Crowdsourced Curation

Eric Reasons lays out a case (via p2p foundation) for the inevitability of “crowdsourced curation” — i.e. automated filtering based on the efforts of other internet users to rank, rate, and recommend content, and on social networks to gather and share links and content appropriate to the groups that form themselves. His argument is that the internet has made it easy to produce and distribute new content, and thus nothing will prevent the channel from being flooded with material not worthy of general attention. With so much material, we will need to democratize gate-keeping functions in order to have all the material appropriately processed. “The Internet has enabled us to build our social graph, and in turn, that social graph acts as an aggregate gatekeeper,” he writes, adopting Facebook CEO Mark Zuckerberg’s cryptic marketing lingo.

But that’s a bit of an odd way of assessing the situation. A lot of amateur content is produced with the social network in mind and is presorted — no one needs to judge the photos one attached to a Facebook profile or most of the YouTube videos people upload to amuse their friends and family. Much of the other stuff getting filtered to us online falls into the category of memes — cultural material in effect produced by the existence of a vast communications network. Music and blogs and whatnot not produced for friends and family cultivate their own audiences idiosyncratically on the strength of search-engine returns and the relevance of their content until they manage to become memeified: they are adopted by one of the major aggregators and become something that people forward to one another. So the gatekeepers for most of that stuff already exist as well — BoingBoing, Metafilter, etc. Of course some content gets made and promoted explicitly in hopes of becoming a meme. Some might argue that culture industry product is settling into the notion that the meme in the only relevant commodity it deals in now.

We don’t need new gatekeepers for either memes or homegrown friend-and-family stuff that finds its way online. Gatekeepers for the remaining cultural domains are arguably lacking only because the internet has eroded their ability to get paid for their services; the internet shares the essence of their judgments too quickly and too freely. It’s not that there is more stuff to be judged; it’s that the judges are forced by the new medium to judge for free. Since this leads to nobody doing it as a paying job, it becomes a collective responsibility to get that work done — hence the free information-processing labor performed by ordinary internet users in their everyday practices, expressing themselves and sharing and so on. They are forced to be productive behind their own backs — they are not “leaping into production,” as Reasons writes.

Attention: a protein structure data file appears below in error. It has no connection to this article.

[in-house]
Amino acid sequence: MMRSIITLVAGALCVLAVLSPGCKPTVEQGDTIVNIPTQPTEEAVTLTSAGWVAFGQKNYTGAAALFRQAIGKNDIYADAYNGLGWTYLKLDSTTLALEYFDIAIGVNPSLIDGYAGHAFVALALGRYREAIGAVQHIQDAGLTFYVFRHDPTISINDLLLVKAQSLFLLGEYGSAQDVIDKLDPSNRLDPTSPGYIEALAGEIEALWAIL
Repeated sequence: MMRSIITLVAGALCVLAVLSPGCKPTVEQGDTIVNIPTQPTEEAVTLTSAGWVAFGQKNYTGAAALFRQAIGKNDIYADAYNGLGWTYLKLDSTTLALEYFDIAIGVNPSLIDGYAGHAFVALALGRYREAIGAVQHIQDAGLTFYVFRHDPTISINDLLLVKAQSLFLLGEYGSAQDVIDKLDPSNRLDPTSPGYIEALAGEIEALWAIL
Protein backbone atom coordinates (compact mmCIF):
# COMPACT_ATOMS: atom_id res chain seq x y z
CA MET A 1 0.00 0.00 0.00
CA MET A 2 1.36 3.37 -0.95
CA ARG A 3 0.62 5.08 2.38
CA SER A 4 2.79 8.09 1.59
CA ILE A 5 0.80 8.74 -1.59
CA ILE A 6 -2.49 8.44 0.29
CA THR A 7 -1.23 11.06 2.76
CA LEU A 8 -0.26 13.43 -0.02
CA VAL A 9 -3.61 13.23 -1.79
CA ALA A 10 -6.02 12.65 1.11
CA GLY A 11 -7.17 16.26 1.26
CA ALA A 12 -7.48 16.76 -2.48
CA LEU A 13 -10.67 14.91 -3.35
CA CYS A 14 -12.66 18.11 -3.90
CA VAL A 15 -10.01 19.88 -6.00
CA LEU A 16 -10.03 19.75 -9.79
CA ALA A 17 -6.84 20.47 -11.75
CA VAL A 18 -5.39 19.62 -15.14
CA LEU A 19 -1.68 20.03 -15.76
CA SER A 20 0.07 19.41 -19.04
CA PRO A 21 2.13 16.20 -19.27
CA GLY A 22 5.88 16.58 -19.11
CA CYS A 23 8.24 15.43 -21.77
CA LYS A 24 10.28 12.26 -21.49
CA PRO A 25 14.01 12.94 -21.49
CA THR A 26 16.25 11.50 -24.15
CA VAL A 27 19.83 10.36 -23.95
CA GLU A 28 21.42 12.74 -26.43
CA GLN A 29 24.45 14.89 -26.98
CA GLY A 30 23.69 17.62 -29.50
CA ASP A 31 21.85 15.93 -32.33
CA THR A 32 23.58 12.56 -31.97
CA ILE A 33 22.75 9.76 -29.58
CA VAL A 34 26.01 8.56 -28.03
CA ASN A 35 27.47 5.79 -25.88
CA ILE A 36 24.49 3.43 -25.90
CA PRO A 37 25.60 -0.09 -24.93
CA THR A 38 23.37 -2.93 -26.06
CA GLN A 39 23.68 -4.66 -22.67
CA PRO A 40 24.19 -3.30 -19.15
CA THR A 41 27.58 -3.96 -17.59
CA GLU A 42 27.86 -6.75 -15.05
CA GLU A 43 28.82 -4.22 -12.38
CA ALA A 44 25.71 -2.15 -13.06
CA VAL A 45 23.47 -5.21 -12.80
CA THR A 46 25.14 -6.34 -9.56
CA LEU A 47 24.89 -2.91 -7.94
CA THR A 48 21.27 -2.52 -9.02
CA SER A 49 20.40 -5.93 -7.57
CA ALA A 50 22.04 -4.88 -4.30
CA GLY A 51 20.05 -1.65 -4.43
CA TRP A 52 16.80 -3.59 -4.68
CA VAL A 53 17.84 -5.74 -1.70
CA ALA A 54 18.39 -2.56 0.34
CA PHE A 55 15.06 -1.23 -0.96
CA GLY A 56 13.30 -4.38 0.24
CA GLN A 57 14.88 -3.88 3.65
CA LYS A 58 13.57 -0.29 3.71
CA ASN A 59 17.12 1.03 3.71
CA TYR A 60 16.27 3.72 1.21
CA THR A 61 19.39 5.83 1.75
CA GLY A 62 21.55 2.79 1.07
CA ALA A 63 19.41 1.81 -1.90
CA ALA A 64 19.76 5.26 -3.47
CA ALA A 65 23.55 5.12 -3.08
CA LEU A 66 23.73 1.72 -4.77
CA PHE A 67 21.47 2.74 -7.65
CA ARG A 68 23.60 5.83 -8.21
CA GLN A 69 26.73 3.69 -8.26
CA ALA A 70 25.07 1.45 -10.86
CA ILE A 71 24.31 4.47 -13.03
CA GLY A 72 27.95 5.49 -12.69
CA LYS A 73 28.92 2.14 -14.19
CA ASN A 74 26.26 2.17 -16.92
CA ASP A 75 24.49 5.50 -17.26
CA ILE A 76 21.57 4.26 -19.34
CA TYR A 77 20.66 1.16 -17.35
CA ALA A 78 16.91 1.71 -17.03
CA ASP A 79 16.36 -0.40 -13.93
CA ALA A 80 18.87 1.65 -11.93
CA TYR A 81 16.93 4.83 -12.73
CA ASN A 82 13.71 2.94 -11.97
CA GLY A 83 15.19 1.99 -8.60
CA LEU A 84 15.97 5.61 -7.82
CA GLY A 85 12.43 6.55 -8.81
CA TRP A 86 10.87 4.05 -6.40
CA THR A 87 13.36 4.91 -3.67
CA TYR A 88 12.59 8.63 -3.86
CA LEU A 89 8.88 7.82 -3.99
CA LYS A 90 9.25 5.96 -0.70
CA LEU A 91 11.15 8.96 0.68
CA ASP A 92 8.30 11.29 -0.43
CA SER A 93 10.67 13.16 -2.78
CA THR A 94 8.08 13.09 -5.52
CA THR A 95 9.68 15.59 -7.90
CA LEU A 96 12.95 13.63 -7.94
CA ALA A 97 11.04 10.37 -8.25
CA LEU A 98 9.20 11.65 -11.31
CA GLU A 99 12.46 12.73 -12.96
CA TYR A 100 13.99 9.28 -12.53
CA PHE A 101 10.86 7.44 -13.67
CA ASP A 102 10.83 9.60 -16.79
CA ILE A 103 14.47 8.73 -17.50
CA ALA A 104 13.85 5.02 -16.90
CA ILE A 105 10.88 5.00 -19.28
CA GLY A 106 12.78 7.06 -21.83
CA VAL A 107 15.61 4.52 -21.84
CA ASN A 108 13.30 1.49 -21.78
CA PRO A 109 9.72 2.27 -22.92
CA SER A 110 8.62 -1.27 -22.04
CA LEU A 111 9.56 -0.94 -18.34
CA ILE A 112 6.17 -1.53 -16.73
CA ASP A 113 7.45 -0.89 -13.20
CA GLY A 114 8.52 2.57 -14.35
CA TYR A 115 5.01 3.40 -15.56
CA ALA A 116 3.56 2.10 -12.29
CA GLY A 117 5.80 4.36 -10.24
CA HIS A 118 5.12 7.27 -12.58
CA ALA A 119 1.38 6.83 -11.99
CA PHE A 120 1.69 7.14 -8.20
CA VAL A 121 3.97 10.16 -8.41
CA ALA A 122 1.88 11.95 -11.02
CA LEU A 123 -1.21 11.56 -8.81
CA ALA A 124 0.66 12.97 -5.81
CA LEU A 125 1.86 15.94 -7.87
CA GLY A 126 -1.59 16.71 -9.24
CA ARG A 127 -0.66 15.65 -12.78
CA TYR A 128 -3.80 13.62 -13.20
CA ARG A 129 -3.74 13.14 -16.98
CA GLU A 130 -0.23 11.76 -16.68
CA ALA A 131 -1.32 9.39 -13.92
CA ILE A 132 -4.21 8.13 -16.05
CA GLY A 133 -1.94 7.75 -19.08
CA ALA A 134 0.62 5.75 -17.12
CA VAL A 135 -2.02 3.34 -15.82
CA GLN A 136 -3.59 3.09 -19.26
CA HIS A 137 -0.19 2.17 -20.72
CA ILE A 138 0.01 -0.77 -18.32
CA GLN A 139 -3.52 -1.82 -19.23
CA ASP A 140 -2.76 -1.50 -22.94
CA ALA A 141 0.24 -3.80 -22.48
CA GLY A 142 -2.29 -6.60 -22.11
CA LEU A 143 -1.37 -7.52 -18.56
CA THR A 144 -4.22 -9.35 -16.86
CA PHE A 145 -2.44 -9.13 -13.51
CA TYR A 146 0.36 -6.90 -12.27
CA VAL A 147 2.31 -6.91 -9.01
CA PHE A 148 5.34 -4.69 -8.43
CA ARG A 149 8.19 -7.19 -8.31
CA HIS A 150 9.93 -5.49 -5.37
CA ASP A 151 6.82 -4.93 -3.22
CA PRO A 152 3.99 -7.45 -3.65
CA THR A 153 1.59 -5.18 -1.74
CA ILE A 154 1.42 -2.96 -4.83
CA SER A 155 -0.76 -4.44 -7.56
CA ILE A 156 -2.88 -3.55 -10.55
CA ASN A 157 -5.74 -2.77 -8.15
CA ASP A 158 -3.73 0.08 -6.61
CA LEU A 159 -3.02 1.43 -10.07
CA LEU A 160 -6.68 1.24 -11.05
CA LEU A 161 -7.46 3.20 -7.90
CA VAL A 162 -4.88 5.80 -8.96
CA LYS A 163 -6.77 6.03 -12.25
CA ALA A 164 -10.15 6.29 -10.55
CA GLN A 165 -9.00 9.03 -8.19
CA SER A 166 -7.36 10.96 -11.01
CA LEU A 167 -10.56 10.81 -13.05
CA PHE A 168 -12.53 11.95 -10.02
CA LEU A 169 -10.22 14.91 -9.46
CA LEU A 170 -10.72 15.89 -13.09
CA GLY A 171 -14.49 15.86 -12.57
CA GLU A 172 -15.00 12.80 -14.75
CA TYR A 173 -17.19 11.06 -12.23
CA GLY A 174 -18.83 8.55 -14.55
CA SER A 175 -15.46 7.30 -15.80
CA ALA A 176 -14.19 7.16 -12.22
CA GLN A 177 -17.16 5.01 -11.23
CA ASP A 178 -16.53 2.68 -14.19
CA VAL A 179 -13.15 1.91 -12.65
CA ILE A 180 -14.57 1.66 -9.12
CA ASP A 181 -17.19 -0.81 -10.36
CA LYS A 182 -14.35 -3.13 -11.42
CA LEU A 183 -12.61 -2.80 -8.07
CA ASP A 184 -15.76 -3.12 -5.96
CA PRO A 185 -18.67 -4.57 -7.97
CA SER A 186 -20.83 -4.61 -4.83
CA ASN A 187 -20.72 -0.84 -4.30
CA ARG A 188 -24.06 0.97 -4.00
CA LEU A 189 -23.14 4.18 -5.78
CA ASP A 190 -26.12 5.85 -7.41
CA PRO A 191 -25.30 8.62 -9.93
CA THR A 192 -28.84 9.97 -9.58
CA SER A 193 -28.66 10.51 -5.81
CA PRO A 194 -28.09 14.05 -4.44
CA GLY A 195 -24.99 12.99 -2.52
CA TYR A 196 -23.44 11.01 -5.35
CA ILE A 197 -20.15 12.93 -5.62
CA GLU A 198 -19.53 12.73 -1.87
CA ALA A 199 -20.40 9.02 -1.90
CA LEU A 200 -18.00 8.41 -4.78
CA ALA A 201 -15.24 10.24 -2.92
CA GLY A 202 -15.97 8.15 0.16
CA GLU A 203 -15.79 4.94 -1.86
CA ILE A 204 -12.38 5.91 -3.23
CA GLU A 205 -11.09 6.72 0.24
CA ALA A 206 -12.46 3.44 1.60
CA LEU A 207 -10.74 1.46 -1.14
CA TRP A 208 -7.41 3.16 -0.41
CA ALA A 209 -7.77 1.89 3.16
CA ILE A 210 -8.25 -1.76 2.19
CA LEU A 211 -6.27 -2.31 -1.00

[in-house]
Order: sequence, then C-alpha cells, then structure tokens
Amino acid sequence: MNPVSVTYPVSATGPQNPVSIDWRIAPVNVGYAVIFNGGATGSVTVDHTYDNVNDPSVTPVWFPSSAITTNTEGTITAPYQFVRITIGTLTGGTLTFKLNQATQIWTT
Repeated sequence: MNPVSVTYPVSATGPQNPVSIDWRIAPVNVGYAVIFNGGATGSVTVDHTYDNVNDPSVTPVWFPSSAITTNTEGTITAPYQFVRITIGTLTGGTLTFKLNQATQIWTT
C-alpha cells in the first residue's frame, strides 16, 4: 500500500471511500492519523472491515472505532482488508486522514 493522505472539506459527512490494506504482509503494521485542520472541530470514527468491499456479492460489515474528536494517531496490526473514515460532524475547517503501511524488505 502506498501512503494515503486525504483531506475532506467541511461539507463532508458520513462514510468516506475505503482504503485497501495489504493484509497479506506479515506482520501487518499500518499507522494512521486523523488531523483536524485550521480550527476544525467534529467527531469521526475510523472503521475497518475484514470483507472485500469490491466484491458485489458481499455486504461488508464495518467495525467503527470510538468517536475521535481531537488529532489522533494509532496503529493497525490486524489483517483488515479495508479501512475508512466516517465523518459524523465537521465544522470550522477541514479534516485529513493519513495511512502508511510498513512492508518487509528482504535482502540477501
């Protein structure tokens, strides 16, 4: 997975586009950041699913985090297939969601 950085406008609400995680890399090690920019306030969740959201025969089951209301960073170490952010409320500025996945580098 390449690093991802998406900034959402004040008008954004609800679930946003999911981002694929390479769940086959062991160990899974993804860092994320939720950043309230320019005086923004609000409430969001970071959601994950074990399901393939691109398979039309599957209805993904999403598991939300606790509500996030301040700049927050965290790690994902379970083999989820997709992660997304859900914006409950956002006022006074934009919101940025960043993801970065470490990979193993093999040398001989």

As Reasons suggests, Apple has a dictatorial approach to this issue. With its closed platforms, it is trying to re-enclose the commons that the internet threatens to become. But when Reasons asks, “Can you imagine if Apple had to approve your videos for posting on YouTube, where every minute, 24 hours of footage are uploaded?” It is a misleading question. The space of the open internet is limited only by server space and the power required to run the machinery; it requires no special curation to prevent it from being overwhelmed. When Apple approves apps for its devices, it’s saying it will basically only consider those from professionals. So, I can very easily imagine Apple’s ideal world, where AppleTube rejects 99.9% of potential content out of hand and only approves the material from preapproved suppliers from within the established media giants. The production of amateur content is irrelevant to the media business and helps sharpen the value of professional content, provided you can properly enclose it. In most cases, the only productive work amateurs do online involves processing, not creating, content.